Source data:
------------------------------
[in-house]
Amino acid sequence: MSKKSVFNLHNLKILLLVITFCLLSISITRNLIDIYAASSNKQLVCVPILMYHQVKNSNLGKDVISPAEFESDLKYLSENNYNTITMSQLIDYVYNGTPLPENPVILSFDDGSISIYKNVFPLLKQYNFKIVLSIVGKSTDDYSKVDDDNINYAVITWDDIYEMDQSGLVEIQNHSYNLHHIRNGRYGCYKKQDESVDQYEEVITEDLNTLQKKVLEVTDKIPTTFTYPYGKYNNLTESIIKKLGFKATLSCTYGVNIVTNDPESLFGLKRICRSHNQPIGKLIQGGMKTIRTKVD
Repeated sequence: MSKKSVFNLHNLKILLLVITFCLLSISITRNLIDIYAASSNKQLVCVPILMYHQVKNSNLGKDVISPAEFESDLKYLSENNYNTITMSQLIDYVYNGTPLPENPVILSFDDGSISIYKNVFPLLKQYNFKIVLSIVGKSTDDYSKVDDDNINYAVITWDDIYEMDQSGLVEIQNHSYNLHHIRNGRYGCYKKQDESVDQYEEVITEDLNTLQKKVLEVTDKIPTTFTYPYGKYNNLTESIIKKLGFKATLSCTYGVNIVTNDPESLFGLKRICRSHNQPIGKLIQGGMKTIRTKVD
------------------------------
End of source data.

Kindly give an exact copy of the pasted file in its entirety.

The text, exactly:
[in-house]
Amino acid sequence: MSKKSVFNLHNLKILLLVITFCLLSISITRNLIDIYAASSNKQLVCVPILMYHQVKNSNLGKDVISPAEFESDLKYLSENNYNTITMSQLIDYVYNGTPLPENPVILSFDDGSISIYKNVFPLLKQYNFKIVLSIVGKSTDDYSKVDDDNINYAVITWDDIYEMDQSGLVEIQNHSYNLHHIRNGRYGCYKKQDESVDQYEEVITEDLNTLQKKVLEVTDKIPTTFTYPYGKYNNLTESIIKKLGFKATLSCTYGVNIVTNDPESLFGLKRICRSHNQPIGKLIQGGMKTIRTKVD
Repeated sequence: MSKKSVFNLHNLKILLLVITFCLLSISITRNLIDIYAASSNKQLVCVPILMYHQVKNSNLGKDVISPAEFESDLKYLSENNYNTITMSQLIDYVYNGTPLPENPVILSFDDGSISIYKNVFPLLKQYNFKIVLSIVGKSTDDYSKVDDDNINYAVITWDDIYEMDQSGLVEIQNHSYNLHHIRNGRYGCYKKQDESVDQYEEVITEDLNTLQKKVLEVTDKIPTTFTYPYGKYNNLTESIIKKLGFKATLSCTYGVNIVTNDPESLFGLKRICRSHNQPIGKLIQGGMKTIRTKVD